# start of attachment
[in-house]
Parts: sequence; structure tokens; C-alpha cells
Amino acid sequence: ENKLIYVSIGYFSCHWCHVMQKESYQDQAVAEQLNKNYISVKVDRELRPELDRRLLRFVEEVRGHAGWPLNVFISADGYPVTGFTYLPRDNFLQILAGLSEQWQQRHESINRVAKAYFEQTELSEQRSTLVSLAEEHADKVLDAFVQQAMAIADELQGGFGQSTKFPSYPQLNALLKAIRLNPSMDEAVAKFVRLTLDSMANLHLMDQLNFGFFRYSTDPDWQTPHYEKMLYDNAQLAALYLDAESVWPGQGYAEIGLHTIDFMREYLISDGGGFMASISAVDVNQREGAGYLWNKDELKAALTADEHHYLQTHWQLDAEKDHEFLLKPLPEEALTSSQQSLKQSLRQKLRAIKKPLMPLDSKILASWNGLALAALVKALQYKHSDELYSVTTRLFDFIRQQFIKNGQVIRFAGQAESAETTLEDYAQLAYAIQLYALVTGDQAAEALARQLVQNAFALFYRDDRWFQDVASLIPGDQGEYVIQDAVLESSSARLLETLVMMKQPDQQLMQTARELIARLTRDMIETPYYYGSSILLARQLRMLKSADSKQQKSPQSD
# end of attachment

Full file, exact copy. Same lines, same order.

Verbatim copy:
[in-house]
Parts: sequence; structure tokens; C-alpha cells
Amino acid sequence: ENKLIYVSIGYFSCHWCHVMQKESYQDQAVAEQLNKNYISVKVDRELRPELDRRLLRFVEEVRGHAGWPLNVFISADGYPVTGFTYLPRDNFLQILAGLSEQWQQRHESINRVAKAYFEQTELSEQRSTLVSLAEEHADKVLDAFVQQAMAIADELQGGFGQSTKFPSYPQLNALLKAIRLNPSMDEAVAKFVRLTLDSMANLHLMDQLNFGFFRYSTDPDWQTPHYEKMLYDNAQLAALYLDAESVWPGQGYAEIGLHTIDFMREYLISDGGGFMASISAVDVNQREGAGYLWNKDELKAALTADEHHYLQTHWQLDAEKDHEFLLKPLPEEALTSSQQSLKQSLRQKLRAIKKPLMPLDSKILASWNGLALAALVKALQYKHSDELYSVTTRLFDFIRQQFIKNGQVIRFAGQAESAETTLEDYAQLAYAIQLYALVTGDQAAEALARQLVQNAFALFYRDDRWFQDVASLIPGDQGEYVIQDAVLESSSARLLETLVMMKQPDQQLMQTARELIARLTRDMIETPYYYGSSILLARQLRMLKSADSKQQKSPQSD